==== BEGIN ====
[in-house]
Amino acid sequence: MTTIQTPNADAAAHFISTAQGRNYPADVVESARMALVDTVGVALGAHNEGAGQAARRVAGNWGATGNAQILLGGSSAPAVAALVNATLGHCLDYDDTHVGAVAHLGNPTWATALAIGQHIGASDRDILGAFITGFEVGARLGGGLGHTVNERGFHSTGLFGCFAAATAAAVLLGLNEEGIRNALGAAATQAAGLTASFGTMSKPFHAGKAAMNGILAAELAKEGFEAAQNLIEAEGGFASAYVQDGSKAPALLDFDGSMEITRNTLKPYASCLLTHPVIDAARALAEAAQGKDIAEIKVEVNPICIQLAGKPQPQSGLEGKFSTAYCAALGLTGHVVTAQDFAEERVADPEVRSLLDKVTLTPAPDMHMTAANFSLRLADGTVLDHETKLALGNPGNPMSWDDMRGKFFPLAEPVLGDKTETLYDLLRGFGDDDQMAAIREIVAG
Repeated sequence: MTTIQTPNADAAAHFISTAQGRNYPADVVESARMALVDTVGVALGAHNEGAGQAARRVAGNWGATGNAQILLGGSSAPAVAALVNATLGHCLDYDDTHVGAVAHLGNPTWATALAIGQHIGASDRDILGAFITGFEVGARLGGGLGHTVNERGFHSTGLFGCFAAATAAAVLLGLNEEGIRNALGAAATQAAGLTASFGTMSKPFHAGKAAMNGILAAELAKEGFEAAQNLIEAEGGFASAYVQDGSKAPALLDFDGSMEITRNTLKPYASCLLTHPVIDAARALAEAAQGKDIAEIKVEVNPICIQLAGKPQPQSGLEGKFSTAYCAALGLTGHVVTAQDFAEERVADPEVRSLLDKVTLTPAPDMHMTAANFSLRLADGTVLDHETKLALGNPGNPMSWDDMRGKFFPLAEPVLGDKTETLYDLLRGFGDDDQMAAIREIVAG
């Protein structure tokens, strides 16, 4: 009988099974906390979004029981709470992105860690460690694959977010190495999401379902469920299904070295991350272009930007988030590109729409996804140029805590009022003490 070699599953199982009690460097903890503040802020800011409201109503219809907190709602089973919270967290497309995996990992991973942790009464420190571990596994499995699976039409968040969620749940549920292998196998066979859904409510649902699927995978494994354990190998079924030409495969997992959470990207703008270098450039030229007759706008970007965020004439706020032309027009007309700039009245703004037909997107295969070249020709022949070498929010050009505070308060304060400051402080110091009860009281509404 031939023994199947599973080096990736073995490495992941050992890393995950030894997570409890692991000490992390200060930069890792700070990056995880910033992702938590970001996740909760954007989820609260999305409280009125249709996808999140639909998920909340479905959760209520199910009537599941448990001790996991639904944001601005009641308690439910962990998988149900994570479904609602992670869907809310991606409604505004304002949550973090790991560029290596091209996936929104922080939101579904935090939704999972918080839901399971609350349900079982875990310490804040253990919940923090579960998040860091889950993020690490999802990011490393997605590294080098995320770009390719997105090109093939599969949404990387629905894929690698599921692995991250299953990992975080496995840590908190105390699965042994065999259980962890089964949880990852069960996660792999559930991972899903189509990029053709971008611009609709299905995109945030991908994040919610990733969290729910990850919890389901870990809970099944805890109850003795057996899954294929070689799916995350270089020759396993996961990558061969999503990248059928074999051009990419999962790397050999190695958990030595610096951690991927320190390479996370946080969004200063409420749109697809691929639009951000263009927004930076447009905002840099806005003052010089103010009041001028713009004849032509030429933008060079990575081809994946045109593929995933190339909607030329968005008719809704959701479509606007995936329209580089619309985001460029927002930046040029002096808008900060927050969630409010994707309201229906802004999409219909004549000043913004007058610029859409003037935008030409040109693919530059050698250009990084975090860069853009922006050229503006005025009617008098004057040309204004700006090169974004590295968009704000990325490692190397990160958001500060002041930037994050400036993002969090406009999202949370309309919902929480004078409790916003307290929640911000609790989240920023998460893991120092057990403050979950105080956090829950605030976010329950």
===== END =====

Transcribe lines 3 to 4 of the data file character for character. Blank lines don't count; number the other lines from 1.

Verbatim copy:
Repeated sequence: MTTIQTPNADAAAHFISTAQGRNYPADVVESARMALVDTVGVALGAHNEGAGQAARRVAGNWGATGNAQILLGGSSAPAVAALVNATLGHCLDYDDTHVGAVAHLGNPTWATALAIGQHIGASDRDILGAFITGFEVGARLGGGLGHTVNERGFHSTGLFGCFAAATAAAVLLGLNEEGIRNALGAAATQAAGLTASFGTMSKPFHAGKAAMNGILAAELAKEGFEAAQNLIEAEGGFASAYVQDGSKAPALLDFDGSMEITRNTLKPYASCLLTHPVIDAARALAEAAQGKDIAEIKVEVNPICIQLAGKPQPQSGLEGKFSTAYCAALGLTGHVVTAQDFAEERVADPEVRSLLDKVTLTPAPDMHMTAANFSLRLADGTVLDHETKLALGNPGNPMSWDDMRGKFFPLAEPVLGDKTETLYDLLRGFGDDDQMAAIREIVAG
């Protein structure tokens, strides 16, 4: 009988099974906390979004029981709470992105860690460690694959977010190495999401379902469920299904070295991350272009930007988030590109729409996804140029805590009022003490 070699599953199982009690460097903890503040802020800011409201109503219809907190709602089973919270967290497309995996990992991973942790009464420190571990596994499995699976039409968040969620749940549920292998196998066979859904409510649902699927995978494994354990190998079924030409495969997992959470990207703008270098450039030229007759706008970007965020004439706020032309027009007309700039009245703004037909997107295969070249020709022949070498929010050009505070308060304060400051402080110091009860009281509404 031939023994199947599973080096990736073995490495992941050992890393995950030894997570409890692991000490992390200060930069890792700070990056995880910033992702938590970001996740909760954007989820609260999305409280009125249709996808999140639909998920909340479905959760209520199910009537599941448990001790996991639904944001601005009641308690439910962990998988149900994570479904609602992670869907809310991606409604505004304002949550973090790991560029290596091209996936929104922080939101579904935090939704999972918080839901399971609350349900079982875990310490804040253990919940923090579960998040860091889950993020690490999802990011490393997605590294080098995320770009390719997105090109093939599969949404990387629905894929690698599921692995991250299953990992975080496995840590908190105390699965042994065999259980962890089964949880990852069960996660792999559930991972899903189509990029053709971008611009609709299905995109945030991908994040919610990733969290729910990850919890389901870990809970099944805890109850003795057996899954294929070689799916995350270089020759396993996961990558061969999503990248059928074999051009990419999962790397050999190695958990030595610096951690991927320190390479996370946080969004200063409420749109697809691929639009951000263009927004930076447009905002840099806005003052010089103010009041001028713009004849032509030429933008060079990575081809994946045109593929995933190339909607030329968005008719809704959701479509606007995936329209580089619309985001460029927002930046040029002096808008900060927050969630409010994707309201229906802004999409219909004549000043913004007058610029859409003037935008030409040109693919530059050698250009990084975090860069853009922006050229503006005025009617008098004057040309204004700006090169974004590295968009704000990325490692190397990160958001500060002041930037994050400036993002969090406009999202949370309309919902929480004078409790916003307290929640911000609790989240920023998460893991120092057990403050979950105080956090829950605030976010329950």